Macro photography takes us on a captivating journey into the hidden beauty of the small world around us. However, diving into the details also means facing unique challenges. From dealing with a narrow focus range to using light effectively, mastering these challenges can take your macrophotography to new heights.

In this blog post, I´ll share valuable tips and tricks, gained through years of experience, to help you enhance your macrophotography skills.


The microscopic depth of field in macro photography presents a considerable hurdle. As we magnify our subjects through the lens, we inadvertently magnify every minuscule movement — the gentle sway of the environment, the subtle shifts in the subject, and even our own breathing.

Allow me to share my method, one that might prove helpful in your pursuits:

  1. Manual Focus Setup: Initiate by configuring the camera or lens to manual focus mode.
  2. Magnification Decisions: Deliberate on the level of magnification you wish to employ, determining the desired size of your subject within the frame.
  3. Thoughtful Composition: Compose the shot conscientiously, considering not only the subject but also the contextual elements in the surroundings.
  4. Precision in Movement: Now, with the scene set, begin the meticulous dance of moving ever so slightly back and forth, aligning the viewfinder to match the plane of focus with the specific portion of the subject you wish to emphasize.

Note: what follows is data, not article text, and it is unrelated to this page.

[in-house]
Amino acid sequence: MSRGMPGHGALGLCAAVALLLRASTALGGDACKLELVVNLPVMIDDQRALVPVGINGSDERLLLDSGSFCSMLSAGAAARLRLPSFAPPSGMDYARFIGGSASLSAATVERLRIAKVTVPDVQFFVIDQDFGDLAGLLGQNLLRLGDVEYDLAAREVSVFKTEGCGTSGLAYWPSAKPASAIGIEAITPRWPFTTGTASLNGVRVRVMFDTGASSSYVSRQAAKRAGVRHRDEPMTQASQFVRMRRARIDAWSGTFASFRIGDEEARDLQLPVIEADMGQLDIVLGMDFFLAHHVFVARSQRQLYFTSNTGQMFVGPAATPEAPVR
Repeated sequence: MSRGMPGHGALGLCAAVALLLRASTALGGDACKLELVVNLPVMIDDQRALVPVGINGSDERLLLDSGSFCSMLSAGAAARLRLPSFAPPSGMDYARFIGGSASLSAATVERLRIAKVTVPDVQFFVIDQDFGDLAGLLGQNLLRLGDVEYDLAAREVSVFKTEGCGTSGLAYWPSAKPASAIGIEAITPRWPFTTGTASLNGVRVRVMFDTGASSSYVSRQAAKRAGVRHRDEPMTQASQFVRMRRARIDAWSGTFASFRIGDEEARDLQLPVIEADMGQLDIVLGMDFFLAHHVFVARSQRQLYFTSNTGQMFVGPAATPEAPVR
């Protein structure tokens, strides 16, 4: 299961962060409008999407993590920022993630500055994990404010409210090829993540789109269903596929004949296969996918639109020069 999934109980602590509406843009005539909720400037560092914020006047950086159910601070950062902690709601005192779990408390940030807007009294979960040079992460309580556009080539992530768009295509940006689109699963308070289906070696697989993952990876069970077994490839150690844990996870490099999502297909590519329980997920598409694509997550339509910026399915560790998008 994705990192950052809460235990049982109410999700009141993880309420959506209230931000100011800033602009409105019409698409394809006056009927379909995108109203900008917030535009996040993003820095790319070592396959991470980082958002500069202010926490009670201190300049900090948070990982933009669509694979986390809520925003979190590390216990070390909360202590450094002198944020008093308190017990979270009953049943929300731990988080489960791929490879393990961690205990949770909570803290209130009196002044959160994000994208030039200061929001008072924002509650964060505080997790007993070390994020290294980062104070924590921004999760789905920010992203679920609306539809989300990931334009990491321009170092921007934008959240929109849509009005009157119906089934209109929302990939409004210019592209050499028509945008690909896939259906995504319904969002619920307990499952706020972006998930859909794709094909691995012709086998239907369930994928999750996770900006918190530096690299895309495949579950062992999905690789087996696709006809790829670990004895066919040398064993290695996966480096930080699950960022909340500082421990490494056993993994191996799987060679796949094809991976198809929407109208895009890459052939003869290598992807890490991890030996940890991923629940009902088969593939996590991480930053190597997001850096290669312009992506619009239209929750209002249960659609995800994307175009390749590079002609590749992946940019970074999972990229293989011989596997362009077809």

5. The Crucial Moment: Once you’ve achieved this delicate alignment, hold your breath and gently capture the shot, freezing that fleeting moment in the perfect frame.

Through these steps, we navigate the challenge of macro photography, striving for that ideal shot where every intricate detail is impeccably in focus, revealing the beauty of the subject in all its small-scale grandeur.

One of the primary challenges encountered in macrophotography lies in the limited depth of field. While adjusting the aperture settings can help to some extent, there’s another crucial technique at our disposal to tackle this issue: maintaining parallelism.

In macro photography, achieving the desired depth of field is a delicate balance. In addition to adjusting the aperture, employing the principle of parallelism proves to be highly effective. It involves aligning the essential parts of the subject parallel to the focal plane. However, when you aim to capture the entire subject in sharp focus, you must carefully maneuver and find the optimal angle that aligns your subject parallel to the focal plane.

This strategic use of parallelism allows us to overcome the inherent limitations of shallow depth of field in macrophotography, empowering us to capture the subject in intricate detail and clarity across its entire form. It’s a technique that requires precision and skill, but it significantly enhances the overall quality and impact of our macrophotographic compositions.